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Yearly Redbook same store sales growth in the week of April 10th rose from 10.6% to 13.2%. The consumer is spending a lot even compared to a couple years ago. The table below breaks down spending growth in the 2nd half of March. Sales growth at restaurants and bars has been up about 11% to 13% compared to 2019. That’s because in most areas consumers have pent up demand. If you haven’t gathered with your friends and family for a meal in a year, you are more likely to do so when it’s safe. Growth would be higher if no areas had restrictions. The 11PM curfew in NYC was lifted for gyms and movie theaters, but not for restaurants.
As you can see, transit is still down in the mid to high teens compared to 2019 because many people haven’t gone back to working in offices. It makes zero sense to bring your workers back before they have been vaccinated especially since the vaccination process is going so quickly. If you kept them out of the office for over 1 year, what’s the harm in keeping them out for another two months until it’s safe? We think transit use will return to near normal levels by the summer. Clothing sales have rebounded very strongly with sales growth ranging from the mid-30s to the mid-40s compared to 2019 levels.
The bad news is the decline in the 7 day average of COVID-19 deaths per day in America has begun to slow in the past 2 weeks. The current 7 day average is 747. That’s the lowest reading since October 17th, but it’s not low enough to get the economy back to normal. Michigan had another wave of COVID-19 cases while much of the country was benefitting from the vaccination effort. The wave may have peaked near 7,500 cases per day though. Michigan’s vaccination rate is only slightly behind the rest of the country. 29.3% of its people are vaccinated compared to 30% in America. The virus is the main mitigating factor to a full reopening.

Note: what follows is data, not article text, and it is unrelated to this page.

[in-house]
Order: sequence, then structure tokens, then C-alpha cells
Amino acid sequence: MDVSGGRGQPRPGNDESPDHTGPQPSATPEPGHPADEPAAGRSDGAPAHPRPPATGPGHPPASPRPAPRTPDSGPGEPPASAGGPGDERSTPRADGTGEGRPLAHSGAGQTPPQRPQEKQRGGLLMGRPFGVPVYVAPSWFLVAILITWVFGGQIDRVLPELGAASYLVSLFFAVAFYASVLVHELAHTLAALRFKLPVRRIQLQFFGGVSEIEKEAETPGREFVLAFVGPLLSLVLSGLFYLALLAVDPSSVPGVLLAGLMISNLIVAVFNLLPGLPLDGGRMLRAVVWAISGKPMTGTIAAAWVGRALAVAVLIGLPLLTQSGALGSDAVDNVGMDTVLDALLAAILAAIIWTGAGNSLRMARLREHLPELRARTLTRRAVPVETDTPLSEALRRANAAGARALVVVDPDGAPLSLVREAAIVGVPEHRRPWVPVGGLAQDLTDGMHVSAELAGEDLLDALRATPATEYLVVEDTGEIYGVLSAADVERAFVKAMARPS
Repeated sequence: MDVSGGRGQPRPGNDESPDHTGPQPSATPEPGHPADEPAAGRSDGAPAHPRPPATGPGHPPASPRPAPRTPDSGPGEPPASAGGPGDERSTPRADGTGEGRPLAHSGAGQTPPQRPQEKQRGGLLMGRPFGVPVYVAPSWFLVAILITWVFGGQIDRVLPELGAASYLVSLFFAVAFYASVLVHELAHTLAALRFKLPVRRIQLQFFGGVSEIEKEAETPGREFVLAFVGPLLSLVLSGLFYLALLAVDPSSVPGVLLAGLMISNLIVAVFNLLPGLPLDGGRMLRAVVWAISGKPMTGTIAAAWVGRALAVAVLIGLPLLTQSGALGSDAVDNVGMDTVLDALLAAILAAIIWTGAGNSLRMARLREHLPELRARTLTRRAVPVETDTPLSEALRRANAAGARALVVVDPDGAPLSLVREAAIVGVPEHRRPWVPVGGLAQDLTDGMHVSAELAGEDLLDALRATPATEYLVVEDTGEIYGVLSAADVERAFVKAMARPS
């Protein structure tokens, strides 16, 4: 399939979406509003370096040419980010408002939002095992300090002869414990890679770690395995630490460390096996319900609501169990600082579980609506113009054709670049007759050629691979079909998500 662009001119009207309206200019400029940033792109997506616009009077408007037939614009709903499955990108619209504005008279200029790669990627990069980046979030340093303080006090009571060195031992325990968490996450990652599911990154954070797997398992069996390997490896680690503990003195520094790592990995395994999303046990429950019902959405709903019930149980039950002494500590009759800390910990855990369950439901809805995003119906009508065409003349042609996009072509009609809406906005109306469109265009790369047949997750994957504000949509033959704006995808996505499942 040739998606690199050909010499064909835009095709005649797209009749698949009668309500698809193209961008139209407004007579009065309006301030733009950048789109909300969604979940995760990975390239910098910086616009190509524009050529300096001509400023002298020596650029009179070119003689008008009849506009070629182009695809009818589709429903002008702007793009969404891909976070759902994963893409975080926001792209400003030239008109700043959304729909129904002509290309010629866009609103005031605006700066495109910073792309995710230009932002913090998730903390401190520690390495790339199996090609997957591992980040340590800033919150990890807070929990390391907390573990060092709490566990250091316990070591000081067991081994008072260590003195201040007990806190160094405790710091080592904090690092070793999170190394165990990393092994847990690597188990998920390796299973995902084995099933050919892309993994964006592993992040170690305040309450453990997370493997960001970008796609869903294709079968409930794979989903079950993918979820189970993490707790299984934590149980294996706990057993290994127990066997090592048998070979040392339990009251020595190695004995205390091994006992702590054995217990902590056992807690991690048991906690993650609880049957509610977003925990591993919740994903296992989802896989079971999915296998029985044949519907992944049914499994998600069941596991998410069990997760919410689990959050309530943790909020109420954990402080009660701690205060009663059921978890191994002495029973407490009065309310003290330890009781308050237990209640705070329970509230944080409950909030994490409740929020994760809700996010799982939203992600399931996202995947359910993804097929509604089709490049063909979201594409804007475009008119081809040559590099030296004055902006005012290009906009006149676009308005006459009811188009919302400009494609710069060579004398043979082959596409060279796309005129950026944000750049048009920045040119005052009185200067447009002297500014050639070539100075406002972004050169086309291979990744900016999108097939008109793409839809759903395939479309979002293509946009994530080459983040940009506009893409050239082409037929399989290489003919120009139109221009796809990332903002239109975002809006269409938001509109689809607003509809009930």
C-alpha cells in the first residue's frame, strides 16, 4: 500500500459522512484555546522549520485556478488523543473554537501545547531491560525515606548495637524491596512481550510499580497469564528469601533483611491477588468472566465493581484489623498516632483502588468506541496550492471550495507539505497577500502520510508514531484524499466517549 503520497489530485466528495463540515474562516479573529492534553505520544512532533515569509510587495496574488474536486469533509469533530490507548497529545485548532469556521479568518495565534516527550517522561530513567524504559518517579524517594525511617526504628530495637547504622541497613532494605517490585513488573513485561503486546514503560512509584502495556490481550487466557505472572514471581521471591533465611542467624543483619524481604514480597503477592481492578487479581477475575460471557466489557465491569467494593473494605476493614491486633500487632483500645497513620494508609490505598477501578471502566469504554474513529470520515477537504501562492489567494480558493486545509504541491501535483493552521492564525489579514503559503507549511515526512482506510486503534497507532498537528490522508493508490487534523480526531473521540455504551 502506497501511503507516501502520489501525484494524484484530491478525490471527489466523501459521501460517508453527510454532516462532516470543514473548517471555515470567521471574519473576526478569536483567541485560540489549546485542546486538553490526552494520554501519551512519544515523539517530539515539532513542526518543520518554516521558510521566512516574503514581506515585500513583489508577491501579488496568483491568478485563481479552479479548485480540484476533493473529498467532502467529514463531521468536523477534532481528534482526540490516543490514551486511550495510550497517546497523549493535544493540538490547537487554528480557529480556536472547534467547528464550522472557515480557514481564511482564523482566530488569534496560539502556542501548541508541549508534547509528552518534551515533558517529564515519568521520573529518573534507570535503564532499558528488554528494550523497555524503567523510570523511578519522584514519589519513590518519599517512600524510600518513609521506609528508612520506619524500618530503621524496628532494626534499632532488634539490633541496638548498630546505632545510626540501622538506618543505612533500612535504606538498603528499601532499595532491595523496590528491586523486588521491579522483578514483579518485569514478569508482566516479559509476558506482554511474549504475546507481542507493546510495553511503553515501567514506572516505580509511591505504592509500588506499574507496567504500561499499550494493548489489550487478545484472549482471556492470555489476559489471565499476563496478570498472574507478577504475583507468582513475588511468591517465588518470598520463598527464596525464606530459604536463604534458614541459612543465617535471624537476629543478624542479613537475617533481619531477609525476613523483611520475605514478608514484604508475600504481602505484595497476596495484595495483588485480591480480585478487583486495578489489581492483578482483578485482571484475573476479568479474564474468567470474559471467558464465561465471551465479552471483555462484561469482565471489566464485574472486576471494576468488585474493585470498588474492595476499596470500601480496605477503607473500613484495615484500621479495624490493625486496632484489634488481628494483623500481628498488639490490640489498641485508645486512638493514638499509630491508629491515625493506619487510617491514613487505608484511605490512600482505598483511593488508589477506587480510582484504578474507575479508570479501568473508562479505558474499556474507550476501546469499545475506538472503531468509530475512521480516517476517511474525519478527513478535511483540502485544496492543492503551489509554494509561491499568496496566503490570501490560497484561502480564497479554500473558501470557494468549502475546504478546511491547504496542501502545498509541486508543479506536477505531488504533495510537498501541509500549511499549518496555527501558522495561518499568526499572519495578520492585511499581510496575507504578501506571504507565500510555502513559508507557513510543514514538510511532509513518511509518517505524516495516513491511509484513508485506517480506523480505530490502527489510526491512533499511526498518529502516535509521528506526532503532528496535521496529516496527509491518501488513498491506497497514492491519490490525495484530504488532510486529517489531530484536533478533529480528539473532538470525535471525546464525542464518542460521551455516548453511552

The Biggest Tail Risk
The biggest tail risk the stock market faces according to fund managers is still a bond market taper tantrum. The 2nd biggest risk is higher inflation. Higher yields and higher inflation go hand in hand. The Fed will only taper QE if the vaccination rollout goes well. However, there were increases in those worrying about peak growth and issues with the vaccine rollout. Those are countervailing factors. Either we see higher inflation and yields or the vaccine rollout goes poorly.
The fact that about 6% said peak growth is a tail risk shows the market is starting to look past this bump in growth and inflation in the middle of 2021. On the other hand, there are some worries about the vaccination process. It seems like you can’t possibly worry about the vaccination rate, while also worrying about peak growth because there won’t be a huge spike in growth and a subsequent decline if the vaccination process doesn’t go well. However, one can worry about both because it’s possible America sees a boom and bust in growth while the rest of the world struggles with its vaccination process.